Much later we learned that the butcher who lived around the corner and had a large family, had designs on our house. At that time, all one had to do was go to the police and say: “There are Germans living there”. That was enough. It was a good thing that this butcher did not know during the occupation that we had Jewish people in hiding…
My mother was released pretty soon after us, my father was kept a little longer in the camp on the Levantkade, just like the NSB members and other collaborators or simple craftsmen who had worked for the occupying forces.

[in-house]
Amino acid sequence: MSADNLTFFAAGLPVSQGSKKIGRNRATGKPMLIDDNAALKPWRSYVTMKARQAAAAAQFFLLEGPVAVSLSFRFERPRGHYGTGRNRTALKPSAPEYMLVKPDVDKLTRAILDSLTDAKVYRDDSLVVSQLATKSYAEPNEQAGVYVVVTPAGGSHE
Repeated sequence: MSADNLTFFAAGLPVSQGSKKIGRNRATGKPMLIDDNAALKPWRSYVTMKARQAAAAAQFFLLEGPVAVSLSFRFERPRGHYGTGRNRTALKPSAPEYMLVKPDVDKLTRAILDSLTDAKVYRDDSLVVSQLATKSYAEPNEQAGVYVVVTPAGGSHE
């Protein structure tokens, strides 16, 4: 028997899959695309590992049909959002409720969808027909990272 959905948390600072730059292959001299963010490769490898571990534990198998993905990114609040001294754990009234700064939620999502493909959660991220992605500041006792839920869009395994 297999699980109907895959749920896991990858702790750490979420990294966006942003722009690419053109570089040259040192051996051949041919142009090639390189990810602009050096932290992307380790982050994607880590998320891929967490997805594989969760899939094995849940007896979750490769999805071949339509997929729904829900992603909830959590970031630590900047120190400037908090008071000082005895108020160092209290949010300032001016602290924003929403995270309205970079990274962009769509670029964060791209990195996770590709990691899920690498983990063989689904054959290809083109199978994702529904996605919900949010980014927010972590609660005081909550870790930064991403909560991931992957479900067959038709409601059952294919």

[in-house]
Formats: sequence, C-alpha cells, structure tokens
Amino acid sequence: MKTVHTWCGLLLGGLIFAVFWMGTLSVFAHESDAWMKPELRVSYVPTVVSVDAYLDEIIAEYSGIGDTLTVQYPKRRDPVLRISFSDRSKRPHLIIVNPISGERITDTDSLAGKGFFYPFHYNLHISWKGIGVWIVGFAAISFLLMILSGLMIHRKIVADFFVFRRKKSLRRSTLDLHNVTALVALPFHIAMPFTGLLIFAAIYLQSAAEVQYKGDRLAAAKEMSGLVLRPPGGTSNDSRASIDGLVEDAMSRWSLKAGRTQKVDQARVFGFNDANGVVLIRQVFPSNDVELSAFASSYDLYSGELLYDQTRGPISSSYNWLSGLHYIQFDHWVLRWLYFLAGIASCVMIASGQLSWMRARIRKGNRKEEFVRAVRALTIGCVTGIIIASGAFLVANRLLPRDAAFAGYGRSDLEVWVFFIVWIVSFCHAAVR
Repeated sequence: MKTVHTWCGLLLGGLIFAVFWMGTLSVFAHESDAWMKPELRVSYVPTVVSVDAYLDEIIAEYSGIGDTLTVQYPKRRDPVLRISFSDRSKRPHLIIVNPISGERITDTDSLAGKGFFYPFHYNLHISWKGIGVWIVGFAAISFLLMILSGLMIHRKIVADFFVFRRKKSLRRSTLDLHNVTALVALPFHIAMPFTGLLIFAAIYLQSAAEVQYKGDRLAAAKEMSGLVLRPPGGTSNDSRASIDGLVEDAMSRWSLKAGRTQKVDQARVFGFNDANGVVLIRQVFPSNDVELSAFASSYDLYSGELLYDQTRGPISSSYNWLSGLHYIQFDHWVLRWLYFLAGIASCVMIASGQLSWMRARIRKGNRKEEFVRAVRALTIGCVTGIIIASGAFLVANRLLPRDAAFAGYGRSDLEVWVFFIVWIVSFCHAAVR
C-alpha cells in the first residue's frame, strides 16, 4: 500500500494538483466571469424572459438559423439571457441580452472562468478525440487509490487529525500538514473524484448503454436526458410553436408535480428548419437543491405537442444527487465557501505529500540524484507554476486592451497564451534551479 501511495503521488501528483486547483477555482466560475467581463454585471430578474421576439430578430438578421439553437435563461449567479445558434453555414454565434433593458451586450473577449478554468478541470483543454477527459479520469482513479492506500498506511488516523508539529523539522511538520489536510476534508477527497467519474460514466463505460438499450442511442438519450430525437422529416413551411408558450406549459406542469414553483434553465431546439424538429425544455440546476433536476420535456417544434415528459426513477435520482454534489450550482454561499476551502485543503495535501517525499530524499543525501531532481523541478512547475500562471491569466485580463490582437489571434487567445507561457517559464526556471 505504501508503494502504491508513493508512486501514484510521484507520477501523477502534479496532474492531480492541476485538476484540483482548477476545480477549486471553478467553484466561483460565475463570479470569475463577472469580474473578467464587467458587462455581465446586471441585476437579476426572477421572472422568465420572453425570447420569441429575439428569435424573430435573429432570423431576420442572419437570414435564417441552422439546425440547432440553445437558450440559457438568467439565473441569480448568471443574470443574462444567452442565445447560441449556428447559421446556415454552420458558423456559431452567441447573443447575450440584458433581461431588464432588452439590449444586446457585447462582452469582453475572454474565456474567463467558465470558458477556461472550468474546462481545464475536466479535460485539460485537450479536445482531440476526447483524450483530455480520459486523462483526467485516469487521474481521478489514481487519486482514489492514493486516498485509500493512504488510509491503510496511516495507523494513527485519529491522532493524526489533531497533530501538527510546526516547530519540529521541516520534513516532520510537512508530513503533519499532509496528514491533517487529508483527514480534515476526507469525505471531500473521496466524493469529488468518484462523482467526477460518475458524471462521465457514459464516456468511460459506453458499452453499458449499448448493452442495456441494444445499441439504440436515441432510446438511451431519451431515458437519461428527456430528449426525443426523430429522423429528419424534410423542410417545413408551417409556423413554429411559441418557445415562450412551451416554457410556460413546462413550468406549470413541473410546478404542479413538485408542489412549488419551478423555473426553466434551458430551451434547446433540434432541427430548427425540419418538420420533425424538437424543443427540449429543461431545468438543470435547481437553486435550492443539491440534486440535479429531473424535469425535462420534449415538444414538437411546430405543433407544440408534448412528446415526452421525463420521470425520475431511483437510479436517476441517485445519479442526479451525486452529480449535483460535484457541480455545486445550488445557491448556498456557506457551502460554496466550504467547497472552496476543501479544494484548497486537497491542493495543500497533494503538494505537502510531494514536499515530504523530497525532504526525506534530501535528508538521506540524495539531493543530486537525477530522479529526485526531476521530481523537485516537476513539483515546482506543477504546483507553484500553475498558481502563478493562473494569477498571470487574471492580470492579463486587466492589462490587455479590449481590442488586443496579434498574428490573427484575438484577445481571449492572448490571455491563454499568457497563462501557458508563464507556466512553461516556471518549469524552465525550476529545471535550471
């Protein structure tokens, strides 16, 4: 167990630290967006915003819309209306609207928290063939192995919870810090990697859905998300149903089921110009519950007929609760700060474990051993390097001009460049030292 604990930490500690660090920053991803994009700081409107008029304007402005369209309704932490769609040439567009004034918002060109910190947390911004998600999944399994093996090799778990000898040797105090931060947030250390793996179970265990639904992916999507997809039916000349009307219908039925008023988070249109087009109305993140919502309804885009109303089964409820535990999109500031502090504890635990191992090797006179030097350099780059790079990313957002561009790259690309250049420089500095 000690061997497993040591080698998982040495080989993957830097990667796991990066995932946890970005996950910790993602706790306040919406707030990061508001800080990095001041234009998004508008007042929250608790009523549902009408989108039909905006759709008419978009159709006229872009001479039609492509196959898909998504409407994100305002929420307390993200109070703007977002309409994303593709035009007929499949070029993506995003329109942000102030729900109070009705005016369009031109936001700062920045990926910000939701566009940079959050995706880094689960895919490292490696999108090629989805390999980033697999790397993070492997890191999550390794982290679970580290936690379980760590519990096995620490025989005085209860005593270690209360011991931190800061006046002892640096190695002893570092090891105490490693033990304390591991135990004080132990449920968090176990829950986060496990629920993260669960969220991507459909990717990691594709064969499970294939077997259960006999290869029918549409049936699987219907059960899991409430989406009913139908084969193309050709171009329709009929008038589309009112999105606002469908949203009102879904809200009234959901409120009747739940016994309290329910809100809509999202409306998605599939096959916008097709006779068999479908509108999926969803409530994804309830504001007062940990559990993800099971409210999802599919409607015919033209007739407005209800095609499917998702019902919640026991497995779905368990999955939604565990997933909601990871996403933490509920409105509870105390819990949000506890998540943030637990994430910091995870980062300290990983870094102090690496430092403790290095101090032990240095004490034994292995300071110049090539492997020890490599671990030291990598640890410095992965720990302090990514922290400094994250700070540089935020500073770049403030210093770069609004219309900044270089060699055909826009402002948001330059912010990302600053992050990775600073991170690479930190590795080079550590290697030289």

In 1947 we were arrested once more. From Tilburg, where we lived at the time, we were transported via Amsterdam to a camp near Nijmegen. That was where all Germans were gathered. There were people from Limburg who did not even know that they were actually Germans. We could choose whether we were to be deported to the English or French occupation zone in Germany, the Russian zone was no option and the American zone was closed – and my father would have gone to Bavaria, where he came from. On the advice of a Catholic priest, my parents got divorced, that way my mother could stay in the Netherlands with us children (although we had the German nationality due to our father being German). My father eventually got a visa for Argentina, where his two brothers lived. Two years later my parents remarried, at a distance. Unfortunately, before we could join our father, he died.